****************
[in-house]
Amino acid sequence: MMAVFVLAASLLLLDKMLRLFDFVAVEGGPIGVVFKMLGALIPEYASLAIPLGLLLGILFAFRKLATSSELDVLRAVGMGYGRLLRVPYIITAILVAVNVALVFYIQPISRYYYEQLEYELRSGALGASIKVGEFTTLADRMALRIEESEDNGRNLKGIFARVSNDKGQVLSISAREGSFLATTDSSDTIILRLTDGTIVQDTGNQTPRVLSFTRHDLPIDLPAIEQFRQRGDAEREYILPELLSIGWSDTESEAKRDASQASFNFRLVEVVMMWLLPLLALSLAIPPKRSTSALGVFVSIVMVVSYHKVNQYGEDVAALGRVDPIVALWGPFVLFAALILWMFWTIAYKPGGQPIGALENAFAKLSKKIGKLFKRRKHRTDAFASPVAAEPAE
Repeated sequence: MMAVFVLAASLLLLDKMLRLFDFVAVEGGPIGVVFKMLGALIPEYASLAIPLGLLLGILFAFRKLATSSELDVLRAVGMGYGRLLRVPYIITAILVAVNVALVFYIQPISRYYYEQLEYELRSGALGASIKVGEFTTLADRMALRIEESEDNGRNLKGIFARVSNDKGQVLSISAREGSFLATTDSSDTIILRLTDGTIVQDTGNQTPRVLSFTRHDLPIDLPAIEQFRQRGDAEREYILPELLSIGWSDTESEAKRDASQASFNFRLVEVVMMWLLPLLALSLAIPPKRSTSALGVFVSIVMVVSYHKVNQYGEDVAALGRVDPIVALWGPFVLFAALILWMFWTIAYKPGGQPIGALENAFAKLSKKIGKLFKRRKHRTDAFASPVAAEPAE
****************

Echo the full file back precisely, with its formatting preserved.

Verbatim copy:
[in-house]
Amino acid sequence: MMAVFVLAASLLLLDKMLRLFDFVAVEGGPIGVVFKMLGALIPEYASLAIPLGLLLGILFAFRKLATSSELDVLRAVGMGYGRLLRVPYIITAILVAVNVALVFYIQPISRYYYEQLEYELRSGALGASIKVGEFTTLADRMALRIEESEDNGRNLKGIFARVSNDKGQVLSISAREGSFLATTDSSDTIILRLTDGTIVQDTGNQTPRVLSFTRHDLPIDLPAIEQFRQRGDAEREYILPELLSIGWSDTESEAKRDASQASFNFRLVEVVMMWLLPLLALSLAIPPKRSTSALGVFVSIVMVVSYHKVNQYGEDVAALGRVDPIVALWGPFVLFAALILWMFWTIAYKPGGQPIGALENAFAKLSKKIGKLFKRRKHRTDAFASPVAAEPAE
Repeated sequence: MMAVFVLAASLLLLDKMLRLFDFVAVEGGPIGVVFKMLGALIPEYASLAIPLGLLLGILFAFRKLATSSELDVLRAVGMGYGRLLRVPYIITAILVAVNVALVFYIQPISRYYYEQLEYELRSGALGASIKVGEFTTLADRMALRIEESEDNGRNLKGIFARVSNDKGQVLSISAREGSFLATTDSSDTIILRLTDGTIVQDTGNQTPRVLSFTRHDLPIDLPAIEQFRQRGDAEREYILPELLSIGWSDTESEAKRDASQASFNFRLVEVVMMWLLPLLALSLAIPPKRSTSALGVFVSIVMVVSYHKVNQYGEDVAALGRVDPIVALWGPFVLFAALILWMFWTIAYKPGGQPIGALENAFAKLSKKIGKLFKRRKHRTDAFASPVAAEPAE